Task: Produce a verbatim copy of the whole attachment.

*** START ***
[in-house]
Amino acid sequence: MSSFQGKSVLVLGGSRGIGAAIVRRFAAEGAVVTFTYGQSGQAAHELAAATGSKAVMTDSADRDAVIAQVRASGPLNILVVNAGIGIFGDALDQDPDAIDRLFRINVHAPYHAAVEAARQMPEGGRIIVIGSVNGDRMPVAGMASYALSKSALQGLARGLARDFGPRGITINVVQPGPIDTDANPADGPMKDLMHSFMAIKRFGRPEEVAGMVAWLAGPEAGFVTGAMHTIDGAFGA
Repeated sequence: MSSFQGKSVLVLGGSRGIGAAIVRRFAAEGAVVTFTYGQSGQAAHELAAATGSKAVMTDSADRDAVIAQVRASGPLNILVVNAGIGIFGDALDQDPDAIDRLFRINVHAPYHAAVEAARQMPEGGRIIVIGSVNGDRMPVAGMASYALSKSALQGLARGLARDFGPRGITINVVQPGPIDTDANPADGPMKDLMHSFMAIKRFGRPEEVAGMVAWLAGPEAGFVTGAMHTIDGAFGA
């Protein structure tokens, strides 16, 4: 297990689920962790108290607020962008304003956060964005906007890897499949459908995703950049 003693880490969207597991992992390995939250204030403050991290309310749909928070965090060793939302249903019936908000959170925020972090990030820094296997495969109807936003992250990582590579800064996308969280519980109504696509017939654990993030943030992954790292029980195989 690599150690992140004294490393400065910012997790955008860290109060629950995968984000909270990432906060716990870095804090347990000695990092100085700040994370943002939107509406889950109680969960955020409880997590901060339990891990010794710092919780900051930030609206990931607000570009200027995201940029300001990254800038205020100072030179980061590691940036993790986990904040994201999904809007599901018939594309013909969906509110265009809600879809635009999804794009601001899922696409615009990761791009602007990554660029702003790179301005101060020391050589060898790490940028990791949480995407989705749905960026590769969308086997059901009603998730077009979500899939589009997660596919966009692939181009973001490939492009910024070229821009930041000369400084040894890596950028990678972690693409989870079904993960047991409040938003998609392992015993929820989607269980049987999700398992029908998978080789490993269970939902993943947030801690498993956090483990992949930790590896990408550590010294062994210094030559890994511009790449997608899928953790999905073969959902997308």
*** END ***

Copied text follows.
[in-house]
Amino acid sequence: MSSFQGKSVLVLGGSRGIGAAIVRRFAAEGAVVTFTYGQSGQAAHELAAATGSKAVMTDSADRDAVIAQVRASGPLNILVVNAGIGIFGDALDQDPDAIDRLFRINVHAPYHAAVEAARQMPEGGRIIVIGSVNGDRMPVAGMASYALSKSALQGLARGLARDFGPRGITINVVQPGPIDTDANPADGPMKDLMHSFMAIKRFGRPEEVAGMVAWLAGPEAGFVTGAMHTIDGAFGA
Repeated sequence: MSSFQGKSVLVLGGSRGIGAAIVRRFAAEGAVVTFTYGQSGQAAHELAAATGSKAVMTDSADRDAVIAQVRASGPLNILVVNAGIGIFGDALDQDPDAIDRLFRINVHAPYHAAVEAARQMPEGGRIIVIGSVNGDRMPVAGMASYALSKSALQGLARGLARDFGPRGITINVVQPGPIDTDANPADGPMKDLMHSFMAIKRFGRPEEVAGMVAWLAGPEAGFVTGAMHTIDGAFGA
């Protein structure tokens, strides 16, 4: 297990689920962790108290607020962008304003956060964005906007890897499949459908995703950049 003693880490969207597991992992390995939250204030403050991290309310749909928070965090060793939302249903019936908000959170925020972090990030820094296997495969109807936003992250990582590579800064996308969280519980109504696509017939654990993030943030992954790292029980195989 690599150690992140004294490393400065910012997790955008860290109060629950995968984000909270990432906060716990870095804090347990000695990092100085700040994370943002939107509406889950109680969960955020409880997590901060339990891990010794710092919780900051930030609206990931607000570009200027995201940029300001990254800038205020100072030179980061590691940036993790986990904040994201999904809007599901018939594309013909969906509110265009809600879809635009999804794009601001899922696409615009990761791009602007990554660029702003790179301005101060020391050589060898790490940028990791949480995407989705749905960026590769969308086997059901009603998730077009979500899939589009997660596919966009692939181009973001490939492009910024070229821009930041000369400084040894890596950028990678972690693409989870079904993960047991409040938003998609392992015993929820989607269980049987999700398992029908998978080789490993269970939902993943947030801690498993956090483990992949930790590896990408550590010294062994210094030559890994511009790449997608899928953790999905073969959902997308």